PHOTO COURTESY OF THE UNIVERSITY OF MISSOURI SCHOOL OF MEDICINE. University of Missouri School of Medicine second-year student Mitch Tarka interviews standardized patient Sarah Squire Weber while practicing patient centered care skills at the Russell D. and Mary B. Shelden Clinical Simulation Center.

When health-care providers take patients’ perspectives into consideration, patients are more likely to be actively engaged in their treatment and more satisfied with their care. This is called patient-centered care, and it has been the central focus of the curriculum at the University of Missouri (MU) School of Medicine since 2005. Recently, MU researchers have developed a credible tool to assess whether medical students have learned and are applying specific behaviors that characterize patient-centered care.

The researchers first worked with real patients to identify a list of specific behaviors that demonstrated physicians were providing patient-centered care. By defining these detailed, specific patient-centered behaviors, the researchers have been able to tailor the educational experience at the MU School of Medicine to help students gain these skills.

MU medical students now are assessed on their ability to deliver the care in ways the patients expect; students must perform at a satisfactory level on the patient-centered care exam to graduate from the MU School of Medicine.

“The test forces the future physician to go beyond just determining a diagnosis and to focus on behaviors that play an essential role to the effectiveness of the care he or she provides,” said Kimberly Hoffman, Ph.D, associate dean for curriculum and assessment, and research associate professor of family and community medicine at MU.

Hoffman is the author of a study describing how the assessment tool for patient-centered care was developed at the MU School of Medicine. In the article, Hoffman also outlines a process for having patients validate the assessment.

Continue reading

The experiences of diagnosis in adults with Tourette Syndrome

TS is a clinical diagnosis, meaning that there is not a specific test for the disorder, it has been noted to be difficult to diagnose with research showing delays in the diagnosis of TS (Wand et al., 1992; Freeman et al., 2000; Shilon et al., 2008). Cultural factors may also play a role in the social perceptions of TS and differences were found between cultures regarding the impact of TS on quality of life (Mathews et al., 2001; Zinner et al., 2012).

Very little research has looked at the subjective experience of having TS and as far as the author is aware there are no studies which have investigated the reasons for wanting or not wanting diagnosis in TS and whether having a diagnosis is a positive or negative experience for those with the disorder.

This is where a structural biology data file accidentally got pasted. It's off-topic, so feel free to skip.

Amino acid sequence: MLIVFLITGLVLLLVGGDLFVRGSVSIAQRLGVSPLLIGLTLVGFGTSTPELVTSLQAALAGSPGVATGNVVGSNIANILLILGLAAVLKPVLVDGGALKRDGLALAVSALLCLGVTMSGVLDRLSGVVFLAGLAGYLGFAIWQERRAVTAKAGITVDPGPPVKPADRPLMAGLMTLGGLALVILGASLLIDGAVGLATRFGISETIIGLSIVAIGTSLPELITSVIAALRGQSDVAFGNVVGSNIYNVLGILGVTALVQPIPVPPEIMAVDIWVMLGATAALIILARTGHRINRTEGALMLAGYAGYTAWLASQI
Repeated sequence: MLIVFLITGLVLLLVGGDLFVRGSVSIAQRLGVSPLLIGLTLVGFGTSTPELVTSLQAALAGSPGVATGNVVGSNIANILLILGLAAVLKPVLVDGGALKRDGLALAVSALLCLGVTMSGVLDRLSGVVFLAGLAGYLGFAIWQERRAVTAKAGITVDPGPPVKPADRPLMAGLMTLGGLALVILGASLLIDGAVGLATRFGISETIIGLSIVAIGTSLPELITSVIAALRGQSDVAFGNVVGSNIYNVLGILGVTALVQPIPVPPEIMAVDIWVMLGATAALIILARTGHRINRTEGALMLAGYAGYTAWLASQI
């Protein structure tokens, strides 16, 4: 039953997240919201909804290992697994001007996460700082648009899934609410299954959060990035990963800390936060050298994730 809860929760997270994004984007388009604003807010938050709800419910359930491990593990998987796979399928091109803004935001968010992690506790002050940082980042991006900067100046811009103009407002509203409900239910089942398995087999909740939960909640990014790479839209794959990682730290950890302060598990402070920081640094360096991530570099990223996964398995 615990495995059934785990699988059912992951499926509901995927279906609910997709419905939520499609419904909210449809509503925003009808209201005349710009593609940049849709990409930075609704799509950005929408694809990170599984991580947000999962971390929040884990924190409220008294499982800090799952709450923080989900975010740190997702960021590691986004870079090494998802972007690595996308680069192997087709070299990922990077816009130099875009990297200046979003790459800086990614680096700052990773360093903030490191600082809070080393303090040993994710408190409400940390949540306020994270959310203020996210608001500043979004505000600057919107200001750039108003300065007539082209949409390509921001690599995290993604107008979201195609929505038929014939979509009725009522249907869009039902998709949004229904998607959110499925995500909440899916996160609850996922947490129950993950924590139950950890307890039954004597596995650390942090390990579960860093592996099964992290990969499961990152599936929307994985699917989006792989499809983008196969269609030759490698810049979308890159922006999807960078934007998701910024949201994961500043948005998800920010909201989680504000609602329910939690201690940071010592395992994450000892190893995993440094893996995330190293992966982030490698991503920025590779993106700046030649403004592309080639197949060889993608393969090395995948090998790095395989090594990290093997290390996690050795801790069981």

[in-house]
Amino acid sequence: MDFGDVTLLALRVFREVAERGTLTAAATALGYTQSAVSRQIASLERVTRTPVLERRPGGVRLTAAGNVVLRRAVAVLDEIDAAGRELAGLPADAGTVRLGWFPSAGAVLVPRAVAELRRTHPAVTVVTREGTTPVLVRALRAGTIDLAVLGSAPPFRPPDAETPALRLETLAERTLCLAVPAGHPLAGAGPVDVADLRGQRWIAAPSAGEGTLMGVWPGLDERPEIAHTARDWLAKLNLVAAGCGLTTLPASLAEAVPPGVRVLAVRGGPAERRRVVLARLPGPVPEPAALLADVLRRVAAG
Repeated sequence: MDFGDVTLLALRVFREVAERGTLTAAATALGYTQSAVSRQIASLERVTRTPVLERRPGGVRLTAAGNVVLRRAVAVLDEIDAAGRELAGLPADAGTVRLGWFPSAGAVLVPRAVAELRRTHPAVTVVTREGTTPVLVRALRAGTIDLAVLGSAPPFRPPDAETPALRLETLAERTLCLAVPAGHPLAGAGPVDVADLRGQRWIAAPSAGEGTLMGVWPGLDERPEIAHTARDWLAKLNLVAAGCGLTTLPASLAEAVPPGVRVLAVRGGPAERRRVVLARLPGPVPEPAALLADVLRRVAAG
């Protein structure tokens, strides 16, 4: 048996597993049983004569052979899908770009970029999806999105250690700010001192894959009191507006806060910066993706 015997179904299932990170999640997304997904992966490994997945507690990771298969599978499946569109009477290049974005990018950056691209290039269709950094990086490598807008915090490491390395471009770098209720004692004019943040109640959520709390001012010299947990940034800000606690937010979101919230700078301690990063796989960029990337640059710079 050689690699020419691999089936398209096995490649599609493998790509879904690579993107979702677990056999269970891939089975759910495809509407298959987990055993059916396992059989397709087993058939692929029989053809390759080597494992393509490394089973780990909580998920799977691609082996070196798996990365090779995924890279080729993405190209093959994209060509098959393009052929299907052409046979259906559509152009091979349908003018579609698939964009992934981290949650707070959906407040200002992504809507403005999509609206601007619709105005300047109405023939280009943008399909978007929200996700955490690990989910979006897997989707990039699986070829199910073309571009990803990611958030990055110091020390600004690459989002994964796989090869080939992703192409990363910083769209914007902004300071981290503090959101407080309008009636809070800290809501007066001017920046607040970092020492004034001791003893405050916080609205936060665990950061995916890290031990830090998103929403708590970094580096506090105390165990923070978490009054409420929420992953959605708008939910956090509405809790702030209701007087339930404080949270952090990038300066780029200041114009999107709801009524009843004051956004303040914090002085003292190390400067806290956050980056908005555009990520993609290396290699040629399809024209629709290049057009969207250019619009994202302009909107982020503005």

Looking at neurodevelopmental disorders such as autism spectrum disorders, attention deficit hyperactivity disorder and motor disorders, it appears that there are a range of advantages and disadvantages related to obtaining a diagnosis of a neurodevelopmental disorder. Significant disadvantages relate to the lack of a cure and the stigma associated with the disorder and the significant advantages are related to help and support following diagnosis and greater understanding of the disorder.

The aim of this research was to find out the experiences of those with Tourette syndrome (TS), specifically what having a diagnosis means and whether it this is useful for those with TS.

Method – Nine adult participants with TS were recruited through Tourette’s Action. Semi-structured interviews were completed either face to face or via telephone and the resulting transcripts were analysed using thematic analysis.

Results – There were three main themes resulting from the data: Continue reading

UPCOMING WEBINAR: November 12 on getting kids motivated for school

THIS WEEK’S WEBINAR

Getting Kids Motivated for School: Strategies to foster your child/teen’s motivation to achieve in school

November 12, 2014

Presented by Dr. Graham Hartke, is a licensed psychologist in private practice in Roseland, N.J.

As our schools continue to increase curriculum, testing, and workload standards, many kids and teens are struggling to stay motivated in school. These are students who do not like school, struggle to complete homework, procrastinate often, have slipping grades, are bored, say they “don’t care about school”, avoid school work, get in trouble, are disorganized, and/or feel disconnected from classroom learning.

This webinar focuses on strategies parents and educators can use to increase student motivation to succeed in school. Strategies will address the causes of low motivation, learning difficulties, improving the homework process, improving organization, and reducing procrastination.

REGISTER FOR THIS WEBINAR »

OTHER UPCOMING WEBINARS

 

Bullying & Vulnerable Populations

November 19, 2014

Presented by Nadia Ansary, Ph.D.

More information about this webinar »

Monsters, Robbers & Nightmares, Oh My! Simple Ways to Improve Your Child’s Sleep

December 3, 2014

Presented by Courtney Weiner, Ph.D.

More information about this webinar »

Continue reading